As a pastor, it’s my job to pay attention
In the Mennonite tradition, we are all priests. But I still have a particular role to play.
“Ordination in the Mennonite church is awkward,” I recently told a woman discerning ordination. “It is strange to be a priest among priests.” My ordination confers few privileges and little standing. Mennonites are priests by nature of our baptism, and any other priest-by-baptism can preside over communion and preach—each according to their gift and calling within the body of the church.
For centuries, Mennonite pastors were chosen by lot or election from within their community. They pastored for a season before returning to other labors. More often than not, these men tacked the responsibilities of preaching and accountability onto their work of farming or carpentry or smelting. Early Anabaptists derived this practice from Acts, where the inner circle of Jesus’ followers is replenished after the betrayal of Judas.
There’s an old story that in the 16th century, Anabaptists chose the least essential person in the community as their pastor. That way, when persecution came and the pastor was inevitably killed, the community wouldn’t lose an essential service like a cobbler or a mason. While I can’t establish the veracity of this story, I attend to its wisdom.
Even as Mennonites like me receive education in seminaries and are called by congregations in other places, I keep the vulnerability of my pastoral role close to me. I am nonessential personnel in the strictest sense, and while I’m sure my church would bristle at this description, it’s a truth that shapes my pastoral identity. Raleigh Mennonite Church has all the gifts it needs to proclaim the gospel in word and deed, to love one another and the world, to be the body of Jesus.
My congregation tasks me not with filling in the gaps for what they cannot do but instead with paying attention. I remember one Sunday when the lectionary sent me to the Gospel of Matthew, where Jesus encourages us to “consider the birds” (6:26). I took him at his word and spent time that week paying attention to birds. By the end of the week, I realized this exercise simply shifted the object of my regard. I pay attention for a living. To attend is to heed and to stretch. We stretch ourselves beyond what is readily perceptible. We await. We expect. There is something around the corner, and if we hold still and do not startle it, we might be in for a discovery.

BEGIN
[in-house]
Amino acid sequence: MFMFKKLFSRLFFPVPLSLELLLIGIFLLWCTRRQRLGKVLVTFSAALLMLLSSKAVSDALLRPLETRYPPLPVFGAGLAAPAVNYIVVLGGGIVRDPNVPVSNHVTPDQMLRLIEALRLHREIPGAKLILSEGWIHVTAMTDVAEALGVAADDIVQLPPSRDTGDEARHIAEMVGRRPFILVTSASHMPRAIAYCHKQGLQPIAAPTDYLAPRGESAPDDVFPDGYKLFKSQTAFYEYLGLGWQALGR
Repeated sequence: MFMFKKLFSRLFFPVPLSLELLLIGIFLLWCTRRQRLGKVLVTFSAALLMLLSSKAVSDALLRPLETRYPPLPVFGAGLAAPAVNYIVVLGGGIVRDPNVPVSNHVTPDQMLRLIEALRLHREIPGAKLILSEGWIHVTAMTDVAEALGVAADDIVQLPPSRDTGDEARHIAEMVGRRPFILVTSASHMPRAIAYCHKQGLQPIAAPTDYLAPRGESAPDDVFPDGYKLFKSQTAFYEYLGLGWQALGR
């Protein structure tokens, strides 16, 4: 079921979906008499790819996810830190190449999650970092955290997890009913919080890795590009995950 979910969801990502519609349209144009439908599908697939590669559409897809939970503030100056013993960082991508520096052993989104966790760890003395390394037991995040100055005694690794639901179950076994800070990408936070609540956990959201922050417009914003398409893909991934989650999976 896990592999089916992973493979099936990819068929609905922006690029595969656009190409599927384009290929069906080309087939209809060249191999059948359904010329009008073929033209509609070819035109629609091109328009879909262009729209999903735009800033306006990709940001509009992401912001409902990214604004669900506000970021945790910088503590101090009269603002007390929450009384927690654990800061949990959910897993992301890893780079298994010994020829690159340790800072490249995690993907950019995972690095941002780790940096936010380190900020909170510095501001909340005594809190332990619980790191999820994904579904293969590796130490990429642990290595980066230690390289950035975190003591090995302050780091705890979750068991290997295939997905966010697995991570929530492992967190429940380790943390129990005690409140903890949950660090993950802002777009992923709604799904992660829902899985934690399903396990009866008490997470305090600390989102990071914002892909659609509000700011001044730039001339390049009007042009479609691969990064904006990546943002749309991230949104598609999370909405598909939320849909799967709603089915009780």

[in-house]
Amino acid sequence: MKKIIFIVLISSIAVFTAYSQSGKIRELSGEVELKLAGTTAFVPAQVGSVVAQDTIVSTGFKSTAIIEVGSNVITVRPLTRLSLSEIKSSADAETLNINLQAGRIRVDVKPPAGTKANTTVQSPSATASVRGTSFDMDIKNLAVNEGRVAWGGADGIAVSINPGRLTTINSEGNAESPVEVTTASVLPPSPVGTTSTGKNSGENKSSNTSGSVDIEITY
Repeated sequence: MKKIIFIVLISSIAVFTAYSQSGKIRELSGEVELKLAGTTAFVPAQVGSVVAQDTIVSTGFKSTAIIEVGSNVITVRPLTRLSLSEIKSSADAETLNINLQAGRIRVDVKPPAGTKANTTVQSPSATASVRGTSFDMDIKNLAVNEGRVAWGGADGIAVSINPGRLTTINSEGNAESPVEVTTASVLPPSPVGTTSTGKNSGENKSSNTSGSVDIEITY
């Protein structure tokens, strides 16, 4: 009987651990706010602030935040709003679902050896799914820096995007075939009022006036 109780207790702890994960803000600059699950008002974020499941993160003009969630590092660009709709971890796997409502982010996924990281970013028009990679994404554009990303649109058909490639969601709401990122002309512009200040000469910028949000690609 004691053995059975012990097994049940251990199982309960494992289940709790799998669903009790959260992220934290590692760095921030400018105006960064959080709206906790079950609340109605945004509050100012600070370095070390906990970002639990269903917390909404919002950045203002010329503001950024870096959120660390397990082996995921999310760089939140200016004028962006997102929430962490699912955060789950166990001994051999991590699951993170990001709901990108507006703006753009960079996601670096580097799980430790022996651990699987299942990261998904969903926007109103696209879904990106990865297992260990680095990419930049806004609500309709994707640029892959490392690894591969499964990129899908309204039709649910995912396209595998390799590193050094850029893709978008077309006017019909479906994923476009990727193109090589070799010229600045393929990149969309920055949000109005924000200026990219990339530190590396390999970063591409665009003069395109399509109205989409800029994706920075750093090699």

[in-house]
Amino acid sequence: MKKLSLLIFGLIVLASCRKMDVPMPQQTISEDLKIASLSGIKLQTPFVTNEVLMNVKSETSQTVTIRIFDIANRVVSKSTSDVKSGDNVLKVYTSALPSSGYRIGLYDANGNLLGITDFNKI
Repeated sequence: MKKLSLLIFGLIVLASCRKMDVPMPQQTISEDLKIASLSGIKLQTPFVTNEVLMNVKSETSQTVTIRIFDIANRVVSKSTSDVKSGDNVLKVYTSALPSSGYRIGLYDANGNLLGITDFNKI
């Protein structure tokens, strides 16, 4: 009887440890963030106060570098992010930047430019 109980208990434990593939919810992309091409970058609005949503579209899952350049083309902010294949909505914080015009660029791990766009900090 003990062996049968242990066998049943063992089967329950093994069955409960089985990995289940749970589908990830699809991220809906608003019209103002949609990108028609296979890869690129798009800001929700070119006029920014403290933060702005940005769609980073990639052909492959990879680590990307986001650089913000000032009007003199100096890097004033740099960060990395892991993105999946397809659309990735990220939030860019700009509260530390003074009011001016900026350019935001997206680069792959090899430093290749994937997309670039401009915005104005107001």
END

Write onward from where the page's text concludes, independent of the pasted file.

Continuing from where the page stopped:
So it is for the pastoral role. I collect stories, and I take out the trash when the task is overlooked. I give my unguarded curiosity to scripture and see what comes of it. I listen in prayer, stretching myself to heed what is hidden behind the noise and rush of the day. I remember when I first noticed Debbie’s pastoral gift as she offered empathic listening and calm hope to her fellow workers in the grocery department she managed. I told her what I noticed. This past spring, she graduated from seminary.
I often pay attention to what might be lost in the shuffle of survival. Who is struggling to pay their rent? Who is missing from worship for several weeks? Who has gone quiet in our meetings to discern God’s direction for our community? Who hasn’t heard recently that we are grateful that they lead worship or run our AV equipment? Who is angry and needs to be asked why? The work of attending fills my days. I have little time left to worry about the church’s survival or relevance.
The discipline of paying attention, and my attending anticlericalism, extend into works of justice and peace. As my attentiveness has grown, I’ve shied away from clergy-led organizing in favor of what the Black Lives Matter movement calls “leader-full movements.” I am already unrecognizable as a clergyperson in public gatherings. I have no stole, and I wear no collar or cassock. And while I’m often told that my visibility as a clergyperson provides a public moral voice, I’m aware that all around me are people who have kept communities alive and children safe for decades at a time.
During the Moral Monday movement in North Carolina, a speaker at a podium asked clergy to lead a crowd of hundreds into the state capitol. As I joined him at the front, I noticed who I was walking past. I passed a Black elder, a woman who has steadfastly advocated for her community for decades. I passed a local churchwoman who raised her own children and then raised her neighborhood’s children and grandchildren. I passed teachers, a social worker, and an immigration lawyer. What moral voice could I project that they hadn’t already displayed with their lives?
I recognized these faces in the crowd, I knew their commitments and their faith, because my calling as a pastor is to pay attention to them. I’ve witnessed these people show up to city council meetings strategically planned at a time when those opposing a zoning ordinance could not get off work. I’ve watched them leave groceries on stoops and organize the cleanup of the historically Black cemetery. Their attentiveness taught me how poverty and power are masked. From them I learned how to see what is hidden from view.
One of the most tender stories from the Desert Fathers concerns what is possible when we attend to one another in this way. Some older men go to see Abba Poeman, and they ask what they should do if they see a brother fall asleep during divine worship. “Should we wake him up?” they inquire. “As for me,” Abba Poeman replies, “when I see a brother who is falling asleep during the Office, I lay his head on my knees and let him rest.”
Attentiveness stretches toward care. We are tired and need rest. We are full of love, waiting for embrace. Ministry stops, holds, attends to all of it, the place where God is found.